The problem with refugees and asylum seekers is that they are not us – so it is OK to demonise them. Dutton is not dog whistling when he puts people into boxes describing them as “these people”, asserts that they are barely literate or numerate in their own languages, can’t speak English and at the same time says they would take Australian jobs and at the same time assert that they will languish on the dole and Medicare! You can’t have it both ways Mr. Dutton.
He thinks he is right to talk of refugees in this manner. In fact I suspect he believes it must be said. The tragedy is that people like Malcolm Turnbull and Julie Bishop give tacit endorsement to such sentiments, Bishop suggesting it was time for a reality check on refugee resettlement or Turnbull asserting that many refugees have never worked.
When they say refugees don’t work and don’t get jobs are they talking about the over 800,000 refugees resettled in Australia since the second world war or the tens of thousands of Indochinese who have arrived since 1977 or the Iraqi doctors who we kept in detention in the Howard years and then released via a trip to Malaysia to pick up a visa to come back to Australia because we knew we needed their skills?
It is dishonest to say they do not work. It is true that for many the struggle to get jobs is immense. But you can’t blame them. The rebuilding of shattered lives – families torn apart by wars and mass displacement, children who have had limited access to education or the sort of environment of safety we want all our children to live in takes time. The traumas do not disappear over night simply because they are now in Australia, but the way we provide resettlement support certainly helps in slowly rebuilding a sense of safety and security. Sadly for many that sense of security once lost will never be regained entirely even though the human spirit will ensure that a semblance of normalcy returns over time.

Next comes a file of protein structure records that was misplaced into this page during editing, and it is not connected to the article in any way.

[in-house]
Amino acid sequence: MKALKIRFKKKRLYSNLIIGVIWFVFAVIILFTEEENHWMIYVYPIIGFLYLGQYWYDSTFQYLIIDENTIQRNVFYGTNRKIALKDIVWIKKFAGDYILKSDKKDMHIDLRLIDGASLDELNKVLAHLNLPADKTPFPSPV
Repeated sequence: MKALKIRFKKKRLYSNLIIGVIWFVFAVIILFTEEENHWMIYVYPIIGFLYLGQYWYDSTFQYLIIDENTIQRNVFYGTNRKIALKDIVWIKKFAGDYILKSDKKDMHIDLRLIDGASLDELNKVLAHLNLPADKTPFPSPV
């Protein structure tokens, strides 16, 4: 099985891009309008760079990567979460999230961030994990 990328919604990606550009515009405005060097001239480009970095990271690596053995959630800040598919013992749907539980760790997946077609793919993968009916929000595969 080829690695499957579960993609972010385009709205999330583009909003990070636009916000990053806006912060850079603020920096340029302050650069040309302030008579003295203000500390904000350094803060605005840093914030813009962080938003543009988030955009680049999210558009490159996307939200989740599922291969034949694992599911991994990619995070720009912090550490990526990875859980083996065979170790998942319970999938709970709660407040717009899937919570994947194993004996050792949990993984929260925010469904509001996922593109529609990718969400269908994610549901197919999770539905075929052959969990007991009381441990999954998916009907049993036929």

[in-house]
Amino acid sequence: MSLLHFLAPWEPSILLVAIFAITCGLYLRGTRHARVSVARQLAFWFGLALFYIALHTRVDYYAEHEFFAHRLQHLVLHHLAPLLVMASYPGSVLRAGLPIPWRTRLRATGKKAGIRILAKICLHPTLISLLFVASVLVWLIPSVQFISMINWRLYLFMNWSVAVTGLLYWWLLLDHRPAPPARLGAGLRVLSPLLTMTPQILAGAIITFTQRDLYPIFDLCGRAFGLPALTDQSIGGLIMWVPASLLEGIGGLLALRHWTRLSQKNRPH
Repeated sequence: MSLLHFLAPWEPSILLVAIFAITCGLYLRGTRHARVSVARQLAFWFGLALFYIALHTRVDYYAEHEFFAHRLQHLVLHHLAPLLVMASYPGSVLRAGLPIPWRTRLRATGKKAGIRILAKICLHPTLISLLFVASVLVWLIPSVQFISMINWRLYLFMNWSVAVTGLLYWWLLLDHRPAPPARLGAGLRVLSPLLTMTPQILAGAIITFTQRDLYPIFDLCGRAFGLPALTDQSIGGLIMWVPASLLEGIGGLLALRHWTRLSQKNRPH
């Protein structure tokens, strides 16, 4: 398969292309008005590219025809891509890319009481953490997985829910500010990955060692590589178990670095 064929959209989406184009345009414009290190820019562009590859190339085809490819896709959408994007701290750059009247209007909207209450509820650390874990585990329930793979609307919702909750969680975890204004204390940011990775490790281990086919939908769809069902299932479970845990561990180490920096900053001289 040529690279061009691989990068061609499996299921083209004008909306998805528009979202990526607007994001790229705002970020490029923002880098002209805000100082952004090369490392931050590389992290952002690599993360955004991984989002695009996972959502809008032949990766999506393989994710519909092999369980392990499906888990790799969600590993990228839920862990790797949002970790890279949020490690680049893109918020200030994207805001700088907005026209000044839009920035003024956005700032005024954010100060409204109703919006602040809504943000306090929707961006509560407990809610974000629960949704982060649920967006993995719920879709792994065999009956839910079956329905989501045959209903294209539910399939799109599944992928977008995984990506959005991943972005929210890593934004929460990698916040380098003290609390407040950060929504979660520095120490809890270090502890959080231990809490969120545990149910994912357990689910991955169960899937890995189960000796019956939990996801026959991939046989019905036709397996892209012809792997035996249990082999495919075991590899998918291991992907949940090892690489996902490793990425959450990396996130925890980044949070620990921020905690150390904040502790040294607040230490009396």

It has been my experience over many decades that almost all refugees have so strong a motivation to succeed that eventually they are some of our greatest wealth creators. Indeed research commissioned by the Immigration Department some years back on the social and economic contribution of humanitarian entrants found just that – while they may struggle in the first years of resettlement, in the long term they are more likely to create jobs than skilled migrants. And, those not in work are more likely to be volunteering in organisations that have helped them along the way, itself valuable work that goes unreported and unrecognised.
I have seen young asylum seekers leave detention, spirits broken but hungry to succeed and despite what has been thrown at them grateful to be given a chance to show they are different. But I have also experienced employers wary of employing anyone coming from camps overseas or detention centres in Australia – because often the effort to train and acculturate a person into an Australian working environment appears to be so difficult. It is time that instead of blaming people, proper employment-ready programs, job mentoring and wage subsidies were a part of supporting resettlement of refugees. The dignity of work is a powerful tool to encourage belonging and integration into a new life.
Refugees are not an abstract idea – they are people with the same aspirations and disappointments that we all face in life – compounded by the unimaginable loss of home, country and the certainties of life.
Rather than demonise them we should stand tall and proud at what we have achieved over the past 70 years. We should continue to be world leaders demonstrating that when you have resettlement and integration services that support not only the individual but the broader society it strengthens us all.
As Immigration Minister for some 18 months Mr. Dutton should know better. Shame on him.
Arja Keski-Nummi was formerly First Assistant Secretary in the Department of Immigration and Citizenship. She was in charge of refugee policies and programs. She is now a Fellow of the Centre for Policy Development and working on a Track 2 dialogue with people from the Asian region.